The fact that this is being proposed is not primarily because it serves F1 to have more events, but rather because it drives higher profits, which the owners wish to do as they try to find a buyer willing to pay the price they want for the rights holding company.
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Christophe de Margerie, the chief executive of Total, a major Formula 1 sponsor, has been killed when the company’s Dassault Falcon collided with a snow plough as it was taking off from Moscow’s Vnukovo airport on Monday night. The accident happened just before midnight and the Russian authorities say that the driver of the snow plough was drunk. A criminal investigation has been launched into the crash, with also killed the three crew members on the plane. There were no problems with visibility at the time. De Margarie (63), a grandson of champagne magnate Pierre Taittinger, joined Total in 1974 and was named CEO in 2007 and chairman since 2010. He had been in Russia for a meeting with the government about foreign investment.
“France has lost an extraordinary business leader who turned Total into a world leader,” French Prime Minister Manuel Valls said in a statement.
“The word ‘legend’ is often over-used, but in the case of Christophe de Margerie it is entirely appropriate,” said McLaren’s Eric Boullier. “Christophe was not only a great man but also a great friend. More than that, in fact, I wholeheartedly admired him. A wise, bold, determined and charismatic personality, and a proud Frenchman, he led Total from the front, and, from a Formula 1 point of view, he it was who steered his company’s Formula 1 involvement in recent years.”
Total is a sponsor of the Infiniti Red Bull Racing Team and of Romain Grosjean at Lotus F1. The company and its predecessors have been involved in Grand Prix racing since 1968 when Elf first became involved and was a long-time partner of Renault from 1977 onwards. The Renault F1 cars carried Elf sponsorship until 2008 when the brand was a changed to Total.
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There is trouble at Silverstone with the news that the three directors of Silverstone Circuits Ltd have been suspended on full pay pending an investigation into the affairs of the company. Silverstone Circuits Ltd is owned ultimately owned by the British Racing Drivers’ Club, which owns the circuit. Around 760 acres of the land has been leased to the commercial property company MEPC to develop it as business parks. The remaining land, which is effectively the race track, was subject to an attempted management buyout earlier this year but the BRDC called off the deal when the bid could not deliver the required financing. As a result of that the chairman of Silverstone Holdings, who was leading the bid, resigned from his position in July.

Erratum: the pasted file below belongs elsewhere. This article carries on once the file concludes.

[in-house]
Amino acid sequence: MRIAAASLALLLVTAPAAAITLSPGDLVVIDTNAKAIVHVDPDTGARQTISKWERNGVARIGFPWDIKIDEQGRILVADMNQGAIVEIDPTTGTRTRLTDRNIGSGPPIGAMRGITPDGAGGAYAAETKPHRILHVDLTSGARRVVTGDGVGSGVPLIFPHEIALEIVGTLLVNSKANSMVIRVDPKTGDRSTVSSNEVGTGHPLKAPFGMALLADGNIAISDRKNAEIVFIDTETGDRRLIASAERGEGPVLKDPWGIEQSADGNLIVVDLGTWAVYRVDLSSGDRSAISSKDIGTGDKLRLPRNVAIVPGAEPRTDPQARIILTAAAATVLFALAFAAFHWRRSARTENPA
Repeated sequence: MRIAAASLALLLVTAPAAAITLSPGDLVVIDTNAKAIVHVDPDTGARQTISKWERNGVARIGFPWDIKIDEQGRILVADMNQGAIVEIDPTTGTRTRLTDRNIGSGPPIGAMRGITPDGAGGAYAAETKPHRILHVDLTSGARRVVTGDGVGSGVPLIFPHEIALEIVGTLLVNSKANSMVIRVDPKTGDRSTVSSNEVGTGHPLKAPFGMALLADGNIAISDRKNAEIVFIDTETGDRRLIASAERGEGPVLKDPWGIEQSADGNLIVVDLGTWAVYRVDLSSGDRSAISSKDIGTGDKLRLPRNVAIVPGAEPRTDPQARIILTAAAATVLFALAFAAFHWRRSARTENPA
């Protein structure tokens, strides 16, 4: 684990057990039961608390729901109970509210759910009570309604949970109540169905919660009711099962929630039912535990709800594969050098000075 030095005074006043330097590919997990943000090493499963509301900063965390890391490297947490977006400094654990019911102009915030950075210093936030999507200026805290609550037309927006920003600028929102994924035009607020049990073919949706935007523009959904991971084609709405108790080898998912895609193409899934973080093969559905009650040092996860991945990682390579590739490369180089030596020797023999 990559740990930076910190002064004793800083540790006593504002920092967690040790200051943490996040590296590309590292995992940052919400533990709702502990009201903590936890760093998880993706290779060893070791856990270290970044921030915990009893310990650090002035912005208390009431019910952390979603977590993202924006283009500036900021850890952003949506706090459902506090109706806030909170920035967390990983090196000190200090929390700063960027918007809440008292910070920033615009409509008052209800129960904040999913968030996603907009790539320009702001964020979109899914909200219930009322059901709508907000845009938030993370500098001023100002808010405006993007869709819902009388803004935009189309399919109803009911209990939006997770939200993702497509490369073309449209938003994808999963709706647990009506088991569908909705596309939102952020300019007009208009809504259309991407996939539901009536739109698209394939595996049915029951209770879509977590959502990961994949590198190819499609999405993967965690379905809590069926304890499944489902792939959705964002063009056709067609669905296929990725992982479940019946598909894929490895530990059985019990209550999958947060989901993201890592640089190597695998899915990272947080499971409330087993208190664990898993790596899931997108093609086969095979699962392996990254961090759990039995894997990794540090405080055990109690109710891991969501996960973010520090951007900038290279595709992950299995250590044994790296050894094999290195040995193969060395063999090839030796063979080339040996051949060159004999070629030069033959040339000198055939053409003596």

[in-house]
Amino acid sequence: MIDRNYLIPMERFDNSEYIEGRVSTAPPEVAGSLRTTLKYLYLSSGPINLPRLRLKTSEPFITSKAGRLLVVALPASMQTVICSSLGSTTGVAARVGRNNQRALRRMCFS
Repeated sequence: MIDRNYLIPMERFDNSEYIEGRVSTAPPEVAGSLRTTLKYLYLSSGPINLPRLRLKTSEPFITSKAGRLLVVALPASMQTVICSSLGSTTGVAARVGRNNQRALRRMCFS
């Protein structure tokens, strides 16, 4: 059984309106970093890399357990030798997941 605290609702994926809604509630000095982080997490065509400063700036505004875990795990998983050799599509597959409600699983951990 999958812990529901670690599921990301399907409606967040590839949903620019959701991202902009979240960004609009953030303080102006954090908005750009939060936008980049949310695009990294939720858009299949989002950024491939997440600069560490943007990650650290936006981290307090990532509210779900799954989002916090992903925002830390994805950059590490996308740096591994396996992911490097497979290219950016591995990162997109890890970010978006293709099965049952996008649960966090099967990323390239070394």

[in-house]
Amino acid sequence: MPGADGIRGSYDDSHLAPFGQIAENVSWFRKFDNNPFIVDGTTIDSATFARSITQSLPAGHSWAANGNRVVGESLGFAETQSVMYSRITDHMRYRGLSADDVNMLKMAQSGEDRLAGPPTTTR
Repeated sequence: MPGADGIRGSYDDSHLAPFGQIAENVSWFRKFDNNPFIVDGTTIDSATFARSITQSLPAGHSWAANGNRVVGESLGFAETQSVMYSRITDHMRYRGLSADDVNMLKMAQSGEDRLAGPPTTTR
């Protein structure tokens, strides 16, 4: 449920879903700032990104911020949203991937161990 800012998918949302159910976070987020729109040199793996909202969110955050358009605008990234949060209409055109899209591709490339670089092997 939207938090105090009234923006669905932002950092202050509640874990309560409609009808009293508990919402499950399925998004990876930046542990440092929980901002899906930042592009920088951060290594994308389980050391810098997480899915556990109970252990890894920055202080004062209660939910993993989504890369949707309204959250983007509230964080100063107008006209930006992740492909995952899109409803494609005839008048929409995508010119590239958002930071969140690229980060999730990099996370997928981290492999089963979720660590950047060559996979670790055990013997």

“The BRDC are taking a closer role in the running of the Silverstone business, with a new operating structure between the Club and the circuit,” the BRDC said in a statement. “John Grant, chairman of the BRDC, and Lawrence Tomlinson, director of the BRDC, have assumed the role of joint acting chief executive of Silverstone Circuits Limited. Having reviewed the Silverstone business, they have embarked on an exciting programme of restructuring to make the business more streamlined, concentrating on their core competencies as a circuit operator and the home of the British Grand Prix. “Whilst we cannot comment on the suspension of senior executives at SCL, it should be noted that this is only coincidental to the restructure.”